The other thing I think we do in a political witness is to remind people of the theological capital that their democracies are built on. You know, liberal democracy did not emerge in a vacuum. It emerged in the Christian tradition. And we treat things like human rights as if they are self-evident or as if they are obvious. But I guarantee you, if you look on the periodic table, there is no symbol for human rights. These are not natural entities. You can’t prove them through a mathematical formula. You can’t find them through a scientific experiment.

The whole notion of human rights is something that has emerged from the Christian tradition. I think it’s important for us to demonstrate the Christian roots of many of the dividends … things like slavery is wrong. That’s something that that grew very much out of the Christian tradition. It wasn’t evident to the to the Greeks, Romans, Ottomans or Aztecs. But for us, we treat it as self-evident because we’ve been shaped by the religion of the crucified Nazarene.

It’s important that you caution people who think they’re too insignificant to make a difference that, “One must be wary of indifference masquerading as humility.” You argue against presuming God can’t use you, and you go so far as to say such a view should be looked upon as a sin. Can you explain?

Yeah, I stand by those words. You know, I think it’s the case that we often want to be so heavily minded. Look, it’s one thing to say, “I can’t vote for the political party. I feel very disenchanted with politics. I’m not going to vote in this election because I don’t like any candidate. I can’t.” That’s fine. That’s not what I’m talking about. But, you know, there’s a Chinese proverb, which I like, that says, “It’s better to light a candle than curse the dark.”

You write that being a Christian political witness is really about “holding worldly power to account.” But you also write that the church has often remained unaware of this aspect of its calling. What do you mean?

The church is called not to be chaplain to the empire, not to be a department of the state. But we are called to occasionally say to the emperor, the king, the prime minister, the president, “This is not wise. This is not just. This is an idol. This is a grave sin.” So that’s what I think it means to speak truth to power in the halls of power.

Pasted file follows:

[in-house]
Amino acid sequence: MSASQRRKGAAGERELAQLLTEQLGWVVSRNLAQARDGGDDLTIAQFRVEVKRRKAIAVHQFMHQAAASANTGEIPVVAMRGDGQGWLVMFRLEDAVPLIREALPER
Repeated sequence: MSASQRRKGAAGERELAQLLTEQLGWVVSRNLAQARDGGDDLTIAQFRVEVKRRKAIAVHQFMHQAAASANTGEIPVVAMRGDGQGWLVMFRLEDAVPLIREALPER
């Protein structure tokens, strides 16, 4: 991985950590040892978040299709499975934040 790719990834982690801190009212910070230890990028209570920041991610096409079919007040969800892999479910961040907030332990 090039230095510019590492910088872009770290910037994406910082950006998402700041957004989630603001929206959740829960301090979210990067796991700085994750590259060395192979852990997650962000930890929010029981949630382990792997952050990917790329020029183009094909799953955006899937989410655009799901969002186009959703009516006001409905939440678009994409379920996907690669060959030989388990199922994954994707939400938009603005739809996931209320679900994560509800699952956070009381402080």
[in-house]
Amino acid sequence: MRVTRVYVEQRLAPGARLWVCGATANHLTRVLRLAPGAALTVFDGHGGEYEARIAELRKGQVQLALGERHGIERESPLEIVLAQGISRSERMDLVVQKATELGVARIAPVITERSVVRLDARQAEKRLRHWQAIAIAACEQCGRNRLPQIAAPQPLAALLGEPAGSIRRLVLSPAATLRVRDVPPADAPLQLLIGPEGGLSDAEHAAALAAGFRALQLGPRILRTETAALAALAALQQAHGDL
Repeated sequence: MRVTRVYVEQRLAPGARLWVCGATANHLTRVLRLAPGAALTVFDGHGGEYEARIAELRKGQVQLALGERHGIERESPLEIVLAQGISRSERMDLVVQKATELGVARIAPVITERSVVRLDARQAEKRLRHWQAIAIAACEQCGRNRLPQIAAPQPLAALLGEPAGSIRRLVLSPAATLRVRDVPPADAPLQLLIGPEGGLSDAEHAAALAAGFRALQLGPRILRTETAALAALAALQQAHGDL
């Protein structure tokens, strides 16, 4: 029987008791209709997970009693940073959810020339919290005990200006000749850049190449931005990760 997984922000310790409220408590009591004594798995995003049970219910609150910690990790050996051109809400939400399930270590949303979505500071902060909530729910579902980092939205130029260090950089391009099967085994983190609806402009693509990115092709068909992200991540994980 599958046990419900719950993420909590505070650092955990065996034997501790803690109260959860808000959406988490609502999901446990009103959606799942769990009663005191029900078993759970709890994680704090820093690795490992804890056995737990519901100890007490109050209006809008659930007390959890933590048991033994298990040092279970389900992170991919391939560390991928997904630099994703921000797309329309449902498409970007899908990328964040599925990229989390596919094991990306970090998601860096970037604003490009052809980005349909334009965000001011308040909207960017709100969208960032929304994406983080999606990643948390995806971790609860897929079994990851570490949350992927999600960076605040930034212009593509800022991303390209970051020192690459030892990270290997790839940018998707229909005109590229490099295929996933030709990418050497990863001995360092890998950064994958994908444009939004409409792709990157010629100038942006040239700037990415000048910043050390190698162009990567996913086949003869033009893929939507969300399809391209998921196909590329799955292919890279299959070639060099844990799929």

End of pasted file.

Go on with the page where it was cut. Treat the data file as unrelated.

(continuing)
When we’re talking about faith going up against power and notions of law and order, many fail to acknowledge that the concept of justice originates in the Bible.

That’s exactly right. Order only comes because there’s a God who wants the world to be orderly ordered. I mean, it’s a bit of a tautology, I know. But again, God wants government, not pure anarchy. And we’ve got to have law. We’ve got to have order. But we’ve also got to have love and liberty to balance it out. And that’s why there’s wisdom in the biblical tradition to help us understand the balance between the two.

While you say Christianity must advise government you also say Christian influence on government should never be absolute. Correct?

That’s correct. I mean, we don’t want to create a theocracy because that’s bad for Christianity. It’s bad for the state. It leads to a superficial Christianity where people merely feign or pretend to be Christians, so they can get access to power or benefits. You know, being in a Christianized society is shallow at best, and, at worst, it turns Christianity into a huge iron grip that then presses down on other groups, whether that’s nonbelievers, Muslims, Buddhists, all the other religions of the world. And you’ve always got the problem of which type of Christianity should be hegemonic.

Can you explain your point about “civic totalism” and how that applies to where we are today?

Civic totalism is a term created by the American political philosopher Stephen Macedo. And basically what it refers to is the idea of a government that believes it is invested with the authority to direct its citizens toward goals, targets and values, which are congruent with a progressive state. In other words, if the state doesn’t like your religion, it can ask you to change your religion and get with the state’s program. Or if it doesn’t like the social media sites or the new sites that you like reading, it can take them down or can stop you from sharing them — that kind of thing.

It’s basically a government that believes it has the right to use somewhat more coercive and intrusive tactics to make sure that everyone in the state is getting with the state’s program and objectives. Religion can interfere with that a little bit because people might be more loyal to their God than they are to the state.

That sounds very familiar. This book is a call to action to Christians in a world that you describe as perilous. What are your fears about not being able to rouse enough to become more vocal and fight back in a nonviolent way?

It’ll be different if we can or if we won’t. I do think we need to stand up against anything that is authoritarian. … In some places it can mean protesting in the streets. Other places, it may mean fleeing the country. Other times, it may mean trying to create your own subversive political or — dare I say — paramilitary entities, where you’re trying to stop a government from committing ethnic genocide or something like that. We should be able to discern in the precincts of our own conscience what that means in any given location. It’s going to be different all the time.

It’s hard to be prescriptive because every local circumstance is different … which calls for different types of resistance. I think we can be subversive without being violent. That’s one of the key things I said in the book.

Note: Questions and answers from the video interview may have been edited and condensed to remove random utterances, such as pauses or filler words that are a part of speech, and for brevity and clarity.

Truth and Accuracy

Submit a Correction →

We are committed to truth and accuracy in all of our journalism. Read our editorial standards.

, , , ,